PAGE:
Nuclear DNA diversity in worldwide distributed human populations

Ewa Ziȩtkiewicz, University of Montreal
Vania Yotova, University of Montreal
Michal Jarnik, University of Montreal
Maria Korab-Laskowska, University of Montreal
Kenneth K. Kidd, Yale School of Medicine
David Modiano, Università degli Studi di Roma La Sapienza
Rosaria Scozzari, Università degli Studi di Roma La Sapienza
Mark Stoneking, Pennsylvania State University
Sarah Tishkoff, Yale School of Medicine
Mark Batzer, University Medical Center New Orleans
Damian Labuda, University of Montreal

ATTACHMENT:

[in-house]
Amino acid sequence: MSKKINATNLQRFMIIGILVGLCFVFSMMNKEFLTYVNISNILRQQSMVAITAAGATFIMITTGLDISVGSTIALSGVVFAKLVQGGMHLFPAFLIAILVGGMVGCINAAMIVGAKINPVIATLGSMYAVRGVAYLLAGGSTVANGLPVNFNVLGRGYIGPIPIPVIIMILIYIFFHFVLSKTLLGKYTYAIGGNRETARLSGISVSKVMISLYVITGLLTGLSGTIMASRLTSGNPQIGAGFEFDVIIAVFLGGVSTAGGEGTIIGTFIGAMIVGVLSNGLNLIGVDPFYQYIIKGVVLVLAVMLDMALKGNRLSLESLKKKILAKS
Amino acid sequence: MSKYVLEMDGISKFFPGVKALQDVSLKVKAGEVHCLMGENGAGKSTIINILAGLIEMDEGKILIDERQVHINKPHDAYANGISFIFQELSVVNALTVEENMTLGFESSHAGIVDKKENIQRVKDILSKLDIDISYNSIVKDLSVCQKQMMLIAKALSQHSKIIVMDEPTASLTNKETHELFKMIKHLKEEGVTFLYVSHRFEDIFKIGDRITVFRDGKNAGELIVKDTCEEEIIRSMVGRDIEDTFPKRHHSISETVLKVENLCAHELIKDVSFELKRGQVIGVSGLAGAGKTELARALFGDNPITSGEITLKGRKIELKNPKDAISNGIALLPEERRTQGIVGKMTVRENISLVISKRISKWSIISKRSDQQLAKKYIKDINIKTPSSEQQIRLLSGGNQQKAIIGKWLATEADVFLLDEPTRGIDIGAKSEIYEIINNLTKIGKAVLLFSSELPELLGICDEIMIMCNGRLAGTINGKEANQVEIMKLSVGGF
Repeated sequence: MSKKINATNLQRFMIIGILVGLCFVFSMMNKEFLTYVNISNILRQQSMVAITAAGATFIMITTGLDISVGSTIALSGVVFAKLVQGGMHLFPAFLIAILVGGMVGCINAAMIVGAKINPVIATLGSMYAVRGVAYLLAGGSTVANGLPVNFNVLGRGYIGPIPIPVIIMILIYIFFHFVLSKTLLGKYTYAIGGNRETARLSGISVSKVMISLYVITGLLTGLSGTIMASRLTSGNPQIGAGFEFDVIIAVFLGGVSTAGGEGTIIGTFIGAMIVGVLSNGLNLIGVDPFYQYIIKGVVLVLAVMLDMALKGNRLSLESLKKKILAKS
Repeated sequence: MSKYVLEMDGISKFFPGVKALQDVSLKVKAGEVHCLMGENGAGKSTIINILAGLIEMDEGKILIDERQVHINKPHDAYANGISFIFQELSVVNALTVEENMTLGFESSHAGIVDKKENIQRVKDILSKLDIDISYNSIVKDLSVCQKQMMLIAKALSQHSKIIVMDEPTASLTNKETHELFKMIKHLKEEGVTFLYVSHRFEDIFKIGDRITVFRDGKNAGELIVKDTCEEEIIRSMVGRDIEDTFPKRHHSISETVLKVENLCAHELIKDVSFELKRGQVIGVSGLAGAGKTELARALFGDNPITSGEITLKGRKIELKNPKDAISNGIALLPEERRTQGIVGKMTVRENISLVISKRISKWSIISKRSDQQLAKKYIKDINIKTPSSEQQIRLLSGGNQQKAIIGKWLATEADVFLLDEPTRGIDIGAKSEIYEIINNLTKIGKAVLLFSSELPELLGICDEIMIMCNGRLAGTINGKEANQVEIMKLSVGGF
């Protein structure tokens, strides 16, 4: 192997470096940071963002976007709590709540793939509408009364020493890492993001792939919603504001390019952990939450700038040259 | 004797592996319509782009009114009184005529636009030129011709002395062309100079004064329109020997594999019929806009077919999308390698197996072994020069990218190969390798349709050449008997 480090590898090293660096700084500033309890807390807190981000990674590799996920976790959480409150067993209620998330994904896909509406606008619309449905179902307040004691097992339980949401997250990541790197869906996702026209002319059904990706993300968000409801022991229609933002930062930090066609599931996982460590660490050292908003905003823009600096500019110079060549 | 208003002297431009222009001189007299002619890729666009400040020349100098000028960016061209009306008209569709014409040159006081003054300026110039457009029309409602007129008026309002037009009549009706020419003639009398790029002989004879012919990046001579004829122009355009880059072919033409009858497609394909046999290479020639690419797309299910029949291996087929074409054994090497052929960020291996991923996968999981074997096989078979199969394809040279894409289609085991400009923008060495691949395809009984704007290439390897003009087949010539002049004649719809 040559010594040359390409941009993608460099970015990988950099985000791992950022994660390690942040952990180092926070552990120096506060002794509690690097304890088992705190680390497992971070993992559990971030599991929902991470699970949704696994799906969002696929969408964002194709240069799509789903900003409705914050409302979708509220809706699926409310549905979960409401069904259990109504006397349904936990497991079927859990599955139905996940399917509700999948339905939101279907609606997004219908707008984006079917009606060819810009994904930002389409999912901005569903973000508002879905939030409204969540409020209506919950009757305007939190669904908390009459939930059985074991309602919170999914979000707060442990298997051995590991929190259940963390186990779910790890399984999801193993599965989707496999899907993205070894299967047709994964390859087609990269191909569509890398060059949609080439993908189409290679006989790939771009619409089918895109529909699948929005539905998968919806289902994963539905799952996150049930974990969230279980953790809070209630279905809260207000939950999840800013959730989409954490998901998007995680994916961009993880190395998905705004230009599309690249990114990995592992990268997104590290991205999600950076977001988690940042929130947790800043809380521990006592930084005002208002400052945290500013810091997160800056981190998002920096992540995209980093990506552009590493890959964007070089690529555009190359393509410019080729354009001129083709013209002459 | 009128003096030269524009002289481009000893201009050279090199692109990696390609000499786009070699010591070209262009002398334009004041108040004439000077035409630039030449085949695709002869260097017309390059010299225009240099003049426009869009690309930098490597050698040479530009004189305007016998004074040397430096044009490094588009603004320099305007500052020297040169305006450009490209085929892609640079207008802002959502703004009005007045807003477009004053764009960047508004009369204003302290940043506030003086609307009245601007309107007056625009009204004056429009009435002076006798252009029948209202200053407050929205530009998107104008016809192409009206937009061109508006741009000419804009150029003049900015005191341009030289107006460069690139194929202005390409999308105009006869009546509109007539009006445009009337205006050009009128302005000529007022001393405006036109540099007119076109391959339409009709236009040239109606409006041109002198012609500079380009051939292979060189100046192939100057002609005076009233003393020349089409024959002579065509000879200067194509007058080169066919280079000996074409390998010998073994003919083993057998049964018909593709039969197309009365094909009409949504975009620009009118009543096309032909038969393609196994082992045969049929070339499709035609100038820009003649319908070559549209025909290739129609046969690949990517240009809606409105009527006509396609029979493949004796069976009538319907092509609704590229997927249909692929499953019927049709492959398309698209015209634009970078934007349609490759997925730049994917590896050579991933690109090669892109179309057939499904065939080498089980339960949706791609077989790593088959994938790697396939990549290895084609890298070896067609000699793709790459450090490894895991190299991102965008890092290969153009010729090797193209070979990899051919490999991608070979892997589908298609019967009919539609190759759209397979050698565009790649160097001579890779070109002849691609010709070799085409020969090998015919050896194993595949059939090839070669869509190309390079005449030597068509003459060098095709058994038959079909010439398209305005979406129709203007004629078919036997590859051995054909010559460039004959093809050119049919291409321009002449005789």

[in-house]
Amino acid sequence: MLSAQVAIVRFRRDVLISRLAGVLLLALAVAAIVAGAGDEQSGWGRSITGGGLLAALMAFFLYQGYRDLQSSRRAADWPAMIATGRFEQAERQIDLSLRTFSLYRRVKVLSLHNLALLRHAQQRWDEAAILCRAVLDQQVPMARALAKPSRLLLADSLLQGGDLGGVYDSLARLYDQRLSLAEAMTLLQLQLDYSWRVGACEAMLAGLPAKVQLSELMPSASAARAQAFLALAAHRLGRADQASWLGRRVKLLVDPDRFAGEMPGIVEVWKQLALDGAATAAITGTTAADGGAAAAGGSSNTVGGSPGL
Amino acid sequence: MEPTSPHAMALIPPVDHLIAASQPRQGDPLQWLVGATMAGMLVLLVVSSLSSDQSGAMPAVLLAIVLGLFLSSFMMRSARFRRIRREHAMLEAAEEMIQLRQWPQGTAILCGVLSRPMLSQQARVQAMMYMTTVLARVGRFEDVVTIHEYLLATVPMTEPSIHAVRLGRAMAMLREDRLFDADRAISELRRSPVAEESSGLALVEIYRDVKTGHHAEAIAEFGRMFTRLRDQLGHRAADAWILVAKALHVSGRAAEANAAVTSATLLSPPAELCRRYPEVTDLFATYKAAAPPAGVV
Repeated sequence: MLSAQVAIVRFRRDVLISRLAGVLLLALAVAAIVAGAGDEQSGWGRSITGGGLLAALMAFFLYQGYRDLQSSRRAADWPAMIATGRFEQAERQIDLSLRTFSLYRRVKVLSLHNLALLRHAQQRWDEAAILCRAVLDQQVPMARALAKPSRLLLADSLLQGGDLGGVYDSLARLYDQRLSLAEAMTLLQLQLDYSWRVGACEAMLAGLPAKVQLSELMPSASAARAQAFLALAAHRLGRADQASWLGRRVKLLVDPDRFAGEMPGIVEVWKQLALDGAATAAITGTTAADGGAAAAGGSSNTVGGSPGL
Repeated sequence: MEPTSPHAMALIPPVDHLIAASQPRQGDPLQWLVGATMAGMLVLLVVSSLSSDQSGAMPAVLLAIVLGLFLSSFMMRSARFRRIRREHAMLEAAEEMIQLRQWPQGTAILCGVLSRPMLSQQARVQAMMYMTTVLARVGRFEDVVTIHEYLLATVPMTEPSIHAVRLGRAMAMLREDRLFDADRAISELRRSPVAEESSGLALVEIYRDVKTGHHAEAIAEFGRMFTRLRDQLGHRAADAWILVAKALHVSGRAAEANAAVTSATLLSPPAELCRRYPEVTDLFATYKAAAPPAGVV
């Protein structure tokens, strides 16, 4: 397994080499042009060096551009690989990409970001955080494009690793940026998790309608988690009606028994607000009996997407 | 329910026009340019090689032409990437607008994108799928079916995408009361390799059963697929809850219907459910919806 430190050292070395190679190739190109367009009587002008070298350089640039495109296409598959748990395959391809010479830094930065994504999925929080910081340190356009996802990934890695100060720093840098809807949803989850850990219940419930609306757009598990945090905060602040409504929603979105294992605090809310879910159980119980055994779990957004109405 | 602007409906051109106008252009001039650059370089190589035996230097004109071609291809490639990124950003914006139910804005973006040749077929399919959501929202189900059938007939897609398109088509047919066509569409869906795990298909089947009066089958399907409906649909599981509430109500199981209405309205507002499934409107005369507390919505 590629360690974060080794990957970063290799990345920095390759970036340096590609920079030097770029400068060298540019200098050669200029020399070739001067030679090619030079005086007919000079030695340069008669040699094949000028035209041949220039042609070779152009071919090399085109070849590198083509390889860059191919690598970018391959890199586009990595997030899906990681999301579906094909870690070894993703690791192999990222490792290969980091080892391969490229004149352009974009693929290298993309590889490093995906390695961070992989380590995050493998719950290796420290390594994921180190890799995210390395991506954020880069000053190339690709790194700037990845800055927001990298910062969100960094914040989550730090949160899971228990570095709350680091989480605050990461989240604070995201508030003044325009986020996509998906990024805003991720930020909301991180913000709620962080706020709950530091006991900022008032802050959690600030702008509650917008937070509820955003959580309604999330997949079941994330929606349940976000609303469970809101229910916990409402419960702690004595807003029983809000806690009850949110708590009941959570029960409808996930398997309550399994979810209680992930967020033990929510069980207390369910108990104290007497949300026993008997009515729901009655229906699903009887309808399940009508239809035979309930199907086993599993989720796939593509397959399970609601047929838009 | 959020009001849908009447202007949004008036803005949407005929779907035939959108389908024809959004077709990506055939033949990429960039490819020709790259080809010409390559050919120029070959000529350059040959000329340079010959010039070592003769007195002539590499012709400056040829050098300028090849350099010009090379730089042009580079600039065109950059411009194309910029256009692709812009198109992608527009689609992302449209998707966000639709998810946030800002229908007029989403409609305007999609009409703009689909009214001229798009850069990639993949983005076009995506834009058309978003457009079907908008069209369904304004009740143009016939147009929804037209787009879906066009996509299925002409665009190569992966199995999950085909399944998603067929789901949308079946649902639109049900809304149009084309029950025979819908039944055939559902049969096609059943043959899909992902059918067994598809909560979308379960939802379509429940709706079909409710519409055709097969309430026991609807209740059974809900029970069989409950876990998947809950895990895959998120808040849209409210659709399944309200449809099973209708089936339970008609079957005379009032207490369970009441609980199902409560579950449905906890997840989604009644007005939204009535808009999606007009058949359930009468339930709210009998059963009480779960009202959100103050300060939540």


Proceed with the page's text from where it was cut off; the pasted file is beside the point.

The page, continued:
Nucleotide variation was examined in an 8 kb intronic DNA bordering exon 44 of the human dystrophin gene on Xp21. Thirty-six polymorphisms (substitutions, small insertions/deletions and one (T)(n) microsatellite) were found using SSCP/heteroduplex analysis of DNA samples from mixed Europeans, Papua New Guineans as well as from six African, three Asian and two Amerindian populations. In this way the European bias in the nuclear polymorphism ascertainment has been avoided. In a maximum likelihood tree constructed from the frequency data, Africans clustered separately from the non-African populations. Fifteen polymorphisms were shared among most of the populations compared, whereas 13 sites were found to be endemic to Africans and four to non-Africans. The common sites contributed most to the average heterozygosity (H(n) = 0.101% ± 0.023), whereas the endemic ones, being rare, had little effect on this estimate. The F(ST) values were lower for Africans (0.072) than for non-Africans (0.158), suggesting a higher level of gene exchange within Africa, corroborating the observation of a greater number of segregating sites on this continent than elsewhere. The data suggest a recent common origin of the African and non-African populations, where a greater geographical isolation of the latter resulted in a smaller number of newly acquired polymorphisms.